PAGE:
• As soon as the ball has landed on Team A’s side of the table, Player 2 must touch the ball so that it lands on Team 2’s side of the table.
  • As soon as the ball has landed on team B’s side of the table, it is player 4’s turn to hit it.
  • On team A’s side of the table, player 4 is responsible for playing the ball again. This cycle continues until a doubles team scores a point. If a doubles pair does not follow the sequence, the opposing doubles pair scores a point.

Exception: However, there is a specific case in which this order can be relaxed. In games with disabled participants, anyone from the opposing team can return the ball.


4. Change of Serve

A team has the opportunity to serve twice before the opposing team has the opportunity to serve twice. Exception: In the extra set (from the score 10:10), each doubles pair has only one serve at a time.

If all serves are exhausted, the previous returner becomes the server and the partner of the previous server becomes the returner. I would also like to illustrate this with an example:

  • Player 1 plays two serves to player 3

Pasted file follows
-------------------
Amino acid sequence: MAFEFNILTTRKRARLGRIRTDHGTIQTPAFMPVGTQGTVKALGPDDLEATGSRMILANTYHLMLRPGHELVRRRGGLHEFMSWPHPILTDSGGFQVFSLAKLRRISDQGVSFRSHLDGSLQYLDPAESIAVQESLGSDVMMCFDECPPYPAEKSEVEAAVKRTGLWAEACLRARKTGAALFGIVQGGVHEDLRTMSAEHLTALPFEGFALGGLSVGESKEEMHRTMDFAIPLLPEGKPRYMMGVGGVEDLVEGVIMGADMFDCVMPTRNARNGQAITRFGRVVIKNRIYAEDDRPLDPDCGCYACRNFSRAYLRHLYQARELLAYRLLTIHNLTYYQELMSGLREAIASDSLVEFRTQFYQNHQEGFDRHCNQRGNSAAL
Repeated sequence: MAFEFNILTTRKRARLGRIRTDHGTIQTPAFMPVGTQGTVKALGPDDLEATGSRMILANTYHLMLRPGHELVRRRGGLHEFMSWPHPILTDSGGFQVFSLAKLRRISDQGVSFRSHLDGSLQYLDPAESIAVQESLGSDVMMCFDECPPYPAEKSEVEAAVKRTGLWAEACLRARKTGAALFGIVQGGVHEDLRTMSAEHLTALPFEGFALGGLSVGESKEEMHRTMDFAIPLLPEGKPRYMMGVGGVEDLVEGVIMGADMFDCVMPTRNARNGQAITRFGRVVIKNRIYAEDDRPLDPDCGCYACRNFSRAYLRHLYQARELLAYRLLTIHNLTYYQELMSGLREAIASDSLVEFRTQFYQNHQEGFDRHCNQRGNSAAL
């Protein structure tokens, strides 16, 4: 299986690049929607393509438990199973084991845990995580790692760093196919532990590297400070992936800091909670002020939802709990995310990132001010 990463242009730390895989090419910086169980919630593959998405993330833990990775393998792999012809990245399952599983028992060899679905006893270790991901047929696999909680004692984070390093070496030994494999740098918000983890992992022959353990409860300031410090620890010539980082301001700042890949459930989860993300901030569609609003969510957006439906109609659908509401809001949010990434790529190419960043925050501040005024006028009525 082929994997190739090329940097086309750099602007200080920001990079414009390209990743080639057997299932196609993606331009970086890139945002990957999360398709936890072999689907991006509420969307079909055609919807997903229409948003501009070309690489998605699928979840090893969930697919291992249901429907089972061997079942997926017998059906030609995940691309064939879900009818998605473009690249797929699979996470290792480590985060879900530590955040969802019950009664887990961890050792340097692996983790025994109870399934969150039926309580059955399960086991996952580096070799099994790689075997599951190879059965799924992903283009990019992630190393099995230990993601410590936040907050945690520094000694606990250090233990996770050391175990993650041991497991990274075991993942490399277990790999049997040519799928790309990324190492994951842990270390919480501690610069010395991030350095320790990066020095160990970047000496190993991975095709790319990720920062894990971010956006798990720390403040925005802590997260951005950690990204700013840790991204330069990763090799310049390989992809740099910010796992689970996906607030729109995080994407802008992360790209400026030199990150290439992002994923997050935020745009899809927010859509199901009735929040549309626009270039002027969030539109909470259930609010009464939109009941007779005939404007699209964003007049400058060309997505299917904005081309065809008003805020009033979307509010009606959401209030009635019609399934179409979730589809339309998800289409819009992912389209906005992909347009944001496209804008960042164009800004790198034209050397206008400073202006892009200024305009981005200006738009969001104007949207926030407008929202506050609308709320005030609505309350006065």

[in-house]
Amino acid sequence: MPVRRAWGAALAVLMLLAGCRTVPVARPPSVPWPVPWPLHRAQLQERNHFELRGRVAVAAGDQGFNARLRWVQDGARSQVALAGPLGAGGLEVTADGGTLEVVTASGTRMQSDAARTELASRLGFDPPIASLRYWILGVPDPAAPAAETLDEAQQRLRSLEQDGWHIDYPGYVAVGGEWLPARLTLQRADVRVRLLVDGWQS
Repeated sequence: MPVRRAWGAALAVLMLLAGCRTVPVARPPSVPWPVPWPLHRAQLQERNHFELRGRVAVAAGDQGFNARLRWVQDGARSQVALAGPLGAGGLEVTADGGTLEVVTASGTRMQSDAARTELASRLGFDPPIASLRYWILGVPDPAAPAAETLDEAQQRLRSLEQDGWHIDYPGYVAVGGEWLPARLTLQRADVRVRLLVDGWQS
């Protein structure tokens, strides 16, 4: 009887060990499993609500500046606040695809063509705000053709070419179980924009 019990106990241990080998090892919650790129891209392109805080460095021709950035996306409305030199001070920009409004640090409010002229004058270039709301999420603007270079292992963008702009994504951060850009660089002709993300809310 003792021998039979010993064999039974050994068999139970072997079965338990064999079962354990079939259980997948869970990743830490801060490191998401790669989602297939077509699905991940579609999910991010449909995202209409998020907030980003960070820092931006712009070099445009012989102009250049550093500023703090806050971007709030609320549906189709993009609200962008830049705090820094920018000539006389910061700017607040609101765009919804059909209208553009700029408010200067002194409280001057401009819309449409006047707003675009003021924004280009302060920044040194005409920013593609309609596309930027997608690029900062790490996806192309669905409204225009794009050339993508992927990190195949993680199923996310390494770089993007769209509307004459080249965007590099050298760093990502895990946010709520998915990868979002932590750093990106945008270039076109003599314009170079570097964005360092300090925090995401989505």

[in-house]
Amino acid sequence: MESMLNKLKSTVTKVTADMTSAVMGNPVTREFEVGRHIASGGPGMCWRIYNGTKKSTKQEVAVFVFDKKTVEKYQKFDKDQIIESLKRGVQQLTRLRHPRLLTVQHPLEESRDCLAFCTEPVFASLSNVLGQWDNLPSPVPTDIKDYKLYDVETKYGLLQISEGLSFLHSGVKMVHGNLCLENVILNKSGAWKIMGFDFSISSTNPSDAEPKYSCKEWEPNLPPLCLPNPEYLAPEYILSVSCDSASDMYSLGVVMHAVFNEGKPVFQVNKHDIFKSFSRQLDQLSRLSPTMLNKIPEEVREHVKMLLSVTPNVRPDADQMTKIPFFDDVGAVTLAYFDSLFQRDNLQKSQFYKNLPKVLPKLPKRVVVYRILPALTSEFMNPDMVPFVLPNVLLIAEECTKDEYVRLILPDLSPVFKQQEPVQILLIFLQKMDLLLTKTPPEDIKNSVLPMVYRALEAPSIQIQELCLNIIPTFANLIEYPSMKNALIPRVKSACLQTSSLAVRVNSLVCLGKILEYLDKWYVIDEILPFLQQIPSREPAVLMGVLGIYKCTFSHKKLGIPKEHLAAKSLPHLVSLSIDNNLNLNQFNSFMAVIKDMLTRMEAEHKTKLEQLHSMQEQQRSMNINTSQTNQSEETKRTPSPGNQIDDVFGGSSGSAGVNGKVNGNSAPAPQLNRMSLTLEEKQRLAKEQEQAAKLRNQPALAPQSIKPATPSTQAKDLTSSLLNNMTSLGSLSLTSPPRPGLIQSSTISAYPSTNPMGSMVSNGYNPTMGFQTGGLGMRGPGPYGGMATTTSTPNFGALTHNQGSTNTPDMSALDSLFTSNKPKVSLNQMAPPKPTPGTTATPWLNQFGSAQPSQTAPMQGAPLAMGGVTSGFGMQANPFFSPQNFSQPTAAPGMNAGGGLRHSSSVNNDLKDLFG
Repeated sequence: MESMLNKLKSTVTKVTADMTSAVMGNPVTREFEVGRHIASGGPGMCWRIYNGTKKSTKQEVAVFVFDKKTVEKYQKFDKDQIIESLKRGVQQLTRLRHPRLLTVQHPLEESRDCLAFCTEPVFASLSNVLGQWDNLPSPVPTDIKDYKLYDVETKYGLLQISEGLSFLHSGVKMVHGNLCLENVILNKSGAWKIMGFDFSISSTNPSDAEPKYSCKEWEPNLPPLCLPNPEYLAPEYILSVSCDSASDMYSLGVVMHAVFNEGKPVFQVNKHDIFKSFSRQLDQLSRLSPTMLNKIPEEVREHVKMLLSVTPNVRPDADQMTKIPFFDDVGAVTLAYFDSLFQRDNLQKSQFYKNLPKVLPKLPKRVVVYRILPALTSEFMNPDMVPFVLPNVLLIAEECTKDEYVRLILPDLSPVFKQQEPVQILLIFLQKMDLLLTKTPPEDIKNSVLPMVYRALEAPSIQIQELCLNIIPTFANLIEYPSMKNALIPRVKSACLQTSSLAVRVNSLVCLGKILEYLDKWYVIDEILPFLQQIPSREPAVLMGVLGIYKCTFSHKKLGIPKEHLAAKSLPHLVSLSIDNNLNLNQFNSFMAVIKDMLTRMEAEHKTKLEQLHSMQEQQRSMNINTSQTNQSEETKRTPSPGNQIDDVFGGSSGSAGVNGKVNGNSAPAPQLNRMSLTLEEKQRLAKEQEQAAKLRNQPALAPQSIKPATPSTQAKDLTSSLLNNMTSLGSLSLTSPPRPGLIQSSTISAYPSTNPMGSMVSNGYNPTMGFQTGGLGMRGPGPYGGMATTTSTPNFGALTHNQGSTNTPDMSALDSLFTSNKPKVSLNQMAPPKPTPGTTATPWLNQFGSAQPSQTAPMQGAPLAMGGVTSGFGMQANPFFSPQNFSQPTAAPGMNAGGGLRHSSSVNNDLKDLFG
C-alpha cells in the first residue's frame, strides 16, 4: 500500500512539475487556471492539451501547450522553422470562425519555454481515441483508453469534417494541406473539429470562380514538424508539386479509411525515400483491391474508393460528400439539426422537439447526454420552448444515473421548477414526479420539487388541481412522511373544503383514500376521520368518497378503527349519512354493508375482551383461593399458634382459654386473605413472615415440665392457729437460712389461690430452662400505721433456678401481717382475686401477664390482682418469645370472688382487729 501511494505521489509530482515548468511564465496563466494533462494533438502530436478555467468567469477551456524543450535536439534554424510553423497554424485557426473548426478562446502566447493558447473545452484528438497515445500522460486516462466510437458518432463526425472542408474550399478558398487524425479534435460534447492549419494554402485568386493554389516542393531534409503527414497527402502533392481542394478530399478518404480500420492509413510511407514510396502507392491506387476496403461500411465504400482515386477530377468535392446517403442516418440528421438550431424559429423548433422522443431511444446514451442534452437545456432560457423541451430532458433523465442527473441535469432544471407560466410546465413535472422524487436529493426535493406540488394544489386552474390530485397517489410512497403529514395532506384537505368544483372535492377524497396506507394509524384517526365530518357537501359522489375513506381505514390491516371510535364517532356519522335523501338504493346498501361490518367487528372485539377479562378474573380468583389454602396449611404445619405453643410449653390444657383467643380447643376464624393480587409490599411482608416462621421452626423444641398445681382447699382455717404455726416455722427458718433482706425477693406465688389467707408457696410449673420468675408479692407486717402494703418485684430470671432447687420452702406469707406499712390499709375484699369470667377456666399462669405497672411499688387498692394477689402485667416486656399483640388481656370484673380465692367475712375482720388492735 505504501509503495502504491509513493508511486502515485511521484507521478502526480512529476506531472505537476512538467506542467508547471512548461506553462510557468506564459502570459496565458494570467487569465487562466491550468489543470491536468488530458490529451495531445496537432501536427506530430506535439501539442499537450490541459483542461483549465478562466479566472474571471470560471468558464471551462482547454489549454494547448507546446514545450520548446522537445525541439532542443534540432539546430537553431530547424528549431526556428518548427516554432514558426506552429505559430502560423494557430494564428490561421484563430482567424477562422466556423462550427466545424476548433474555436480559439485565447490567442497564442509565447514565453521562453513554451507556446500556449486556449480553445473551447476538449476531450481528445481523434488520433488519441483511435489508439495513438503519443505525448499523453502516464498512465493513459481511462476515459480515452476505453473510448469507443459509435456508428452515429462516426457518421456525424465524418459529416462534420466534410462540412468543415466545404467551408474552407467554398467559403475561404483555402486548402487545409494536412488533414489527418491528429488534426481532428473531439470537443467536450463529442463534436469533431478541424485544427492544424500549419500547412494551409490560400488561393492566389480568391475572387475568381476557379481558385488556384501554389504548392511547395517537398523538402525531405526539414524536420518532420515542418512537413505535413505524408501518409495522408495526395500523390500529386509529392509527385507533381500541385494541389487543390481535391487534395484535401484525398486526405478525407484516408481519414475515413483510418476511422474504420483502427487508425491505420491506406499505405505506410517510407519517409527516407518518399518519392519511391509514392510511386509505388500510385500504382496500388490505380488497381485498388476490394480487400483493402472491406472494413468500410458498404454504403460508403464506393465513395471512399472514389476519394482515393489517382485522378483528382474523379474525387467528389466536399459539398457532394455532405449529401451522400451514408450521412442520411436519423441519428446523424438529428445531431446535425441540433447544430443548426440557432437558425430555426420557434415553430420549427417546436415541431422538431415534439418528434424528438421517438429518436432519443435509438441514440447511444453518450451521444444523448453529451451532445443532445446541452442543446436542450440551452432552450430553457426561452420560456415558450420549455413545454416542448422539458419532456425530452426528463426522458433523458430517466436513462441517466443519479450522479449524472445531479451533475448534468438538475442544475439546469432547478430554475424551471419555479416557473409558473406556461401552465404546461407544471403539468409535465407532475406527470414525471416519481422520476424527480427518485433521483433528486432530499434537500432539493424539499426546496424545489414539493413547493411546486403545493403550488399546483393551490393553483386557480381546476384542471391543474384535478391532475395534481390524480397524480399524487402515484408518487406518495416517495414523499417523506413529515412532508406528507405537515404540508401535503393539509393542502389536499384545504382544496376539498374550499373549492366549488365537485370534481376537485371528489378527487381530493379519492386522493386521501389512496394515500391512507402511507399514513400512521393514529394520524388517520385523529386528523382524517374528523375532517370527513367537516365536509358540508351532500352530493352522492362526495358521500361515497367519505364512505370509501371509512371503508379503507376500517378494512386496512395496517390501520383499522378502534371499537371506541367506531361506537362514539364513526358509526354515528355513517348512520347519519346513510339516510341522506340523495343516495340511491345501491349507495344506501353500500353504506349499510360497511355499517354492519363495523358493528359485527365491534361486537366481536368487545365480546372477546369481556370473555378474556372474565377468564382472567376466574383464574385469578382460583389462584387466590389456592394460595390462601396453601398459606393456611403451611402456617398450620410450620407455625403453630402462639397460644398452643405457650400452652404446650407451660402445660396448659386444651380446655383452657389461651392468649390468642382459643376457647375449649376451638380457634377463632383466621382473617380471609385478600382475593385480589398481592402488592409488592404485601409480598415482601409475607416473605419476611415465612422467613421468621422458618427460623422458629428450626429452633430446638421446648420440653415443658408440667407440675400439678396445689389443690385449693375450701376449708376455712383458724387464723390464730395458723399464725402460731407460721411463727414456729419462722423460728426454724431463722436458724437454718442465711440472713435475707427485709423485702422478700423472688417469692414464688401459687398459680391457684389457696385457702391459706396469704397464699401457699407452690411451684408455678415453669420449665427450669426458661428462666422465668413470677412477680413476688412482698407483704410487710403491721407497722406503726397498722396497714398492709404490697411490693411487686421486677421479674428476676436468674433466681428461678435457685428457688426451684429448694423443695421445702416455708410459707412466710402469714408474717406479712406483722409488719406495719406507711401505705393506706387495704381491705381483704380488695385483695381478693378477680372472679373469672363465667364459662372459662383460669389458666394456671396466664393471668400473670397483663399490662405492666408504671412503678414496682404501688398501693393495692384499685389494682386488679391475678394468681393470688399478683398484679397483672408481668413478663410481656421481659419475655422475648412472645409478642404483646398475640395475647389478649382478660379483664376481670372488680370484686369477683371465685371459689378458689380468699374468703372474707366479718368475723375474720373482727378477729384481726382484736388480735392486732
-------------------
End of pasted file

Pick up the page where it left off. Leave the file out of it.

• Player 3 plays two serves to player 2
  • Player 2 plays two serves to player 4
  • Player 4 plays two serves to player 1
  • Player 1 plays two serves to player 3

This sequence is maintained throughout the entire sentence.

5. Change of Sides

As a rule, a table tennis match lasts up to 5 sets or 7 sets. This means that the first doubles pair to win 3 sets or 4 sets has won the whole match.

After each set, as in singles, the sides are swapped. Each time, the pair that served first in the previous set decides which player of their doubles team will serve.

The return server is then the player of the opposing doubles team who served to the new server in the previous set. I will also explain this using an example:

  • If team 1 had the first serve in the previous set, team 2 now has the first serve and can decide which player serves first. Let’s assume that player 3 serves first.
  • In the previous set, player 3 took player 1’s serve. Therefore, player 1 now accepts player 3’s serve.
  • Player 1 plays two serves to player 4
  • Player 4 plays two serves to player 2
  • Player 2 plays two serves to player 3
  • Player 3 plays two serves to player 1

This runs through the entire game to ensure that everyone can fulfill every role. It also prevents a doubles pairing where only the player who is supposedly better at serving serves serves.

In a deciding set (fifth or seventh set), the sides are also switched as soon as one of the doubles has reached five points. Here, the serve and return sequence is also changed in exactly the same way as at the end of a set.

6. Scoring

As in a singles match, the doubles team that reaches 11 points first wins a set. At the end of the set, however, there must be a gap of at least two points between the doubles pairings.

So if the score is 10 to 10, the set continues to be played until one of the two pairs has a two-point lead.